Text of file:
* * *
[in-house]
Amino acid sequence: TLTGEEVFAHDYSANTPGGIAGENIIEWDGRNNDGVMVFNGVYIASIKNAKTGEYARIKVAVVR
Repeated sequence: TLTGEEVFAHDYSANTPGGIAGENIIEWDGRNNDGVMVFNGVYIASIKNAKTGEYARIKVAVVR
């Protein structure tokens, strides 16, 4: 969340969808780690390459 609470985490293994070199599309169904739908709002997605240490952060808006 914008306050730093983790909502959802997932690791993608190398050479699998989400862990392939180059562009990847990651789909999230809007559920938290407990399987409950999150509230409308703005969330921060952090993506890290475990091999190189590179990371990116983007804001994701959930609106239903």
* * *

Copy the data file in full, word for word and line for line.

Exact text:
[in-house]
Amino acid sequence: TLTGEEVFAHDYSANTPGGIAGENIIEWDGRNNDGVMVFNGVYIASIKNAKTGEYARIKVAVVR
Repeated sequence: TLTGEEVFAHDYSANTPGGIAGENIIEWDGRNNDGVMVFNGVYIASIKNAKTGEYARIKVAVVR
């Protein structure tokens, strides 16, 4: 969340969808780690390459 609470985490293994070199599309169904739908709002997605240490952060808006 914008306050730093983790909502959802997932690791993608190398050479699998989400862990392939180059562009990847990651789909999230809007559920938290407990399987409950999150509230409308703005969330921060952090993506890290475990091999190189590179990371990116983007804001994701959930609106239903």